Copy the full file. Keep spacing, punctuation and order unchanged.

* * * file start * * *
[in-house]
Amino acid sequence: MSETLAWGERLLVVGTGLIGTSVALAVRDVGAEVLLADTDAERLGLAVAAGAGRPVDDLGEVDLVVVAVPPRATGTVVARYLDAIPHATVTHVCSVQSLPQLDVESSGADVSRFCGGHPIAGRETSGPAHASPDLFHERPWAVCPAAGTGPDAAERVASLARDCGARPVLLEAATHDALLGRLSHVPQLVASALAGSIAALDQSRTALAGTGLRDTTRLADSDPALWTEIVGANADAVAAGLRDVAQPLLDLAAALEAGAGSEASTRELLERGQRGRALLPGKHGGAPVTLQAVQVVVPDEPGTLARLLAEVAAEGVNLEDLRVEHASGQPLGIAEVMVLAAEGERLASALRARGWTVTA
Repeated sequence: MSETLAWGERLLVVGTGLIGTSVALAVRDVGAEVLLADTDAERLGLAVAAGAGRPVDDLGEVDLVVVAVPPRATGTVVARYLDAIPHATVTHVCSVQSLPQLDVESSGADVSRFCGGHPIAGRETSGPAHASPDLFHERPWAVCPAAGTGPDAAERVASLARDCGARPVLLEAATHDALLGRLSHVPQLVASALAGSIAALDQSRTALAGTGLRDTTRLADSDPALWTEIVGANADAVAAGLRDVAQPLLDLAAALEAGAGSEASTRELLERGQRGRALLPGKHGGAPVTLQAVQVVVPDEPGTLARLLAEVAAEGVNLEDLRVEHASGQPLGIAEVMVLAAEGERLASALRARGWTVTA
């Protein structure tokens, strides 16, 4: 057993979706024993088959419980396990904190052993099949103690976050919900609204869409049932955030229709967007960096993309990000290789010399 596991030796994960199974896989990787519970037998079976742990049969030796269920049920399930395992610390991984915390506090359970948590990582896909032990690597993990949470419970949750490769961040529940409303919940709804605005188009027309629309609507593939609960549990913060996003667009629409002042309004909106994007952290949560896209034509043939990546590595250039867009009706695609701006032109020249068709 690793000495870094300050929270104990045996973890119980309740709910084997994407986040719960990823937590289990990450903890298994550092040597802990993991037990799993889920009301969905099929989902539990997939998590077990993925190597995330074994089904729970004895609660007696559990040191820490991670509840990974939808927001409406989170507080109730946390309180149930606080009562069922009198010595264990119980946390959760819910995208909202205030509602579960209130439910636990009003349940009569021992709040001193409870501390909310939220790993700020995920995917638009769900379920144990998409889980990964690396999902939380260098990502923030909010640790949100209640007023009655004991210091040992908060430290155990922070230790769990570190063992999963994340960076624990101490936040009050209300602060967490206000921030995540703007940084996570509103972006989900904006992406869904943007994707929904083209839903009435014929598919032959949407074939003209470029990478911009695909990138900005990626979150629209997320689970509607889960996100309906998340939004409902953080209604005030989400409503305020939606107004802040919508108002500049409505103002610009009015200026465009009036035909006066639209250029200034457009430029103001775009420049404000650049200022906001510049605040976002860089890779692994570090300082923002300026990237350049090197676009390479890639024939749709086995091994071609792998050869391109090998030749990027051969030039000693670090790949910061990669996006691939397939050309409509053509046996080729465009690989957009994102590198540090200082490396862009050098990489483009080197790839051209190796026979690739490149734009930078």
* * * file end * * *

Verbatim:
[in-house]
Amino acid sequence: MSETLAWGERLLVVGTGLIGTSVALAVRDVGAEVLLADTDAERLGLAVAAGAGRPVDDLGEVDLVVVAVPPRATGTVVARYLDAIPHATVTHVCSVQSLPQLDVESSGADVSRFCGGHPIAGRETSGPAHASPDLFHERPWAVCPAAGTGPDAAERVASLARDCGARPVLLEAATHDALLGRLSHVPQLVASALAGSIAALDQSRTALAGTGLRDTTRLADSDPALWTEIVGANADAVAAGLRDVAQPLLDLAAALEAGAGSEASTRELLERGQRGRALLPGKHGGAPVTLQAVQVVVPDEPGTLARLLAEVAAEGVNLEDLRVEHASGQPLGIAEVMVLAAEGERLASALRARGWTVTA
Repeated sequence: MSETLAWGERLLVVGTGLIGTSVALAVRDVGAEVLLADTDAERLGLAVAAGAGRPVDDLGEVDLVVVAVPPRATGTVVARYLDAIPHATVTHVCSVQSLPQLDVESSGADVSRFCGGHPIAGRETSGPAHASPDLFHERPWAVCPAAGTGPDAAERVASLARDCGARPVLLEAATHDALLGRLSHVPQLVASALAGSIAALDQSRTALAGTGLRDTTRLADSDPALWTEIVGANADAVAAGLRDVAQPLLDLAAALEAGAGSEASTRELLERGQRGRALLPGKHGGAPVTLQAVQVVVPDEPGTLARLLAEVAAEGVNLEDLRVEHASGQPLGIAEVMVLAAEGERLASALRARGWTVTA
């Protein structure tokens, strides 16, 4: 057993979706024993088959419980396990904190052993099949103690976050919900609204869409049932955030229709967007960096993309990000290789010399 596991030796994960199974896989990787519970037998079976742990049969030796269920049920399930395992610390991984915390506090359970948590990582896909032990690597993990949470419970949750490769961040529940409303919940709804605005188009027309629309609507593939609960549990913060996003667009629409002042309004909106994007952290949560896209034509043939990546590595250039867009009706695609701006032109020249068709 690793000495870094300050929270104990045996973890119980309740709910084997994407986040719960990823937590289990990450903890298994550092040597802990993991037990799993889920009301969905099929989902539990997939998590077990993925190597995330074994089904729970004895609660007696559990040191820490991670509840990974939808927001409406989170507080109730946390309180149930606080009562069922009198010595264990119980946390959760819910995208909202205030509602579960209130439910636990009003349940009569021992709040001193409870501390909310939220790993700020995920995917638009769900379920144990998409889980990964690396999902939380260098990502923030909010640790949100209640007023009655004991210091040992908060430290155990922070230790769990570190063992999963994340960076624990101490936040009050209300602060967490206000921030995540703007940084996570509103972006989900904006992406869904943007994707929904083209839903009435014929598919032959949407074939003209470029990478911009695909990138900005990626979150629209997320689970509607889960996100309906998340939004409902953080209604005030989400409503305020939606107004802040919508108002500049409505103002610009009015200026465009009036035909006066639209250029200034457009430029103001775009420049404000650049200022906001510049605040976002860089890779692994570090300082923002300026990237350049090197676009390479890639024939749709086995091994071609792998050869391109090998030749990027051969030039000693670090790949910061990669996006691939397939050309409509053509046996080729465009690989957009994102590198540090200082490396862009050098990489483009080197790839051209190796026979690739490149734009930078």